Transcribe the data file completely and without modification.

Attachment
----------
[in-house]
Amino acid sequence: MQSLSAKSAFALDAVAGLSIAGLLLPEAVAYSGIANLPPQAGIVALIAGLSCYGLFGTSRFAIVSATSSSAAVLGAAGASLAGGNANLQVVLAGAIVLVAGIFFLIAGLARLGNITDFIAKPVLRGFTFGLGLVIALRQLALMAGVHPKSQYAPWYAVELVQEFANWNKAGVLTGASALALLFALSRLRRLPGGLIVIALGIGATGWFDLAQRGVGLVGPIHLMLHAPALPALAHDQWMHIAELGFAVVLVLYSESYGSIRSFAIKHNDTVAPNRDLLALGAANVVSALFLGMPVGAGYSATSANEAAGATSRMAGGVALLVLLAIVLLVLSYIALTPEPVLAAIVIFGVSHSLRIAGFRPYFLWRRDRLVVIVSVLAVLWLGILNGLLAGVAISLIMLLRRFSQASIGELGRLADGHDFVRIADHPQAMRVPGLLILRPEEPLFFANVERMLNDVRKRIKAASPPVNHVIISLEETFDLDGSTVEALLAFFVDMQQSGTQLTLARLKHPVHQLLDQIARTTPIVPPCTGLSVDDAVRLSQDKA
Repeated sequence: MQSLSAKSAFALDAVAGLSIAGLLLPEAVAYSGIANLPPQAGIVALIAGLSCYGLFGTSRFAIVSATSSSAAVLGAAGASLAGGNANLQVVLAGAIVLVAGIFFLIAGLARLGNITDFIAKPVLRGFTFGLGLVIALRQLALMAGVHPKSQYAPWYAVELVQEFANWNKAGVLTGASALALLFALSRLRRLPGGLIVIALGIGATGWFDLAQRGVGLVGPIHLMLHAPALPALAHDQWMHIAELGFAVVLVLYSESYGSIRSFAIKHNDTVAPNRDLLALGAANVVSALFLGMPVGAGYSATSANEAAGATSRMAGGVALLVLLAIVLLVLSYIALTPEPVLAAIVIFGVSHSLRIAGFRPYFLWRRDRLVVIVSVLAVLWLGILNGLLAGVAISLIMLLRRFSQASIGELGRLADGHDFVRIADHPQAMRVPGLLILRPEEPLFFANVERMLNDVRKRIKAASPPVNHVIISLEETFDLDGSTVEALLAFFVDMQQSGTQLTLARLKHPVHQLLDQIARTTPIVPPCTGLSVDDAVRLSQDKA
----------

[in-house]
Amino acid sequence: MQSLSAKSAFALDAVAGLSIAGLLLPEAVAYSGIANLPPQAGIVALIAGLSCYGLFGTSRFAIVSATSSSAAVLGAAGASLAGGNANLQVVLAGAIVLVAGIFFLIAGLARLGNITDFIAKPVLRGFTFGLGLVIALRQLALMAGVHPKSQYAPWYAVELVQEFANWNKAGVLTGASALALLFALSRLRRLPGGLIVIALGIGATGWFDLAQRGVGLVGPIHLMLHAPALPALAHDQWMHIAELGFAVVLVLYSESYGSIRSFAIKHNDTVAPNRDLLALGAANVVSALFLGMPVGAGYSATSANEAAGATSRMAGGVALLVLLAIVLLVLSYIALTPEPVLAAIVIFGVSHSLRIAGFRPYFLWRRDRLVVIVSVLAVLWLGILNGLLAGVAISLIMLLRRFSQASIGELGRLADGHDFVRIADHPQAMRVPGLLILRPEEPLFFANVERMLNDVRKRIKAASPPVNHVIISLEETFDLDGSTVEALLAFFVDMQQSGTQLTLARLKHPVHQLLDQIARTTPIVPPCTGLSVDDAVRLSQDKA
Repeated sequence: MQSLSAKSAFALDAVAGLSIAGLLLPEAVAYSGIANLPPQAGIVALIAGLSCYGLFGTSRFAIVSATSSSAAVLGAAGASLAGGNANLQVVLAGAIVLVAGIFFLIAGLARLGNITDFIAKPVLRGFTFGLGLVIALRQLALMAGVHPKSQYAPWYAVELVQEFANWNKAGVLTGASALALLFALSRLRRLPGGLIVIALGIGATGWFDLAQRGVGLVGPIHLMLHAPALPALAHDQWMHIAELGFAVVLVLYSESYGSIRSFAIKHNDTVAPNRDLLALGAANVVSALFLGMPVGAGYSATSANEAAGATSRMAGGVALLVLLAIVLLVLSYIALTPEPVLAAIVIFGVSHSLRIAGFRPYFLWRRDRLVVIVSVLAVLWLGILNGLLAGVAISLIMLLRRFSQASIGELGRLADGHDFVRIADHPQAMRVPGLLILRPEEPLFFANVERMLNDVRKRIKAASPPVNHVIISLEETFDLDGSTVEALLAFFVDMQQSGTQLTLARLKHPVHQLLDQIARTTPIVPPCTGLSVDDAVRLSQDKA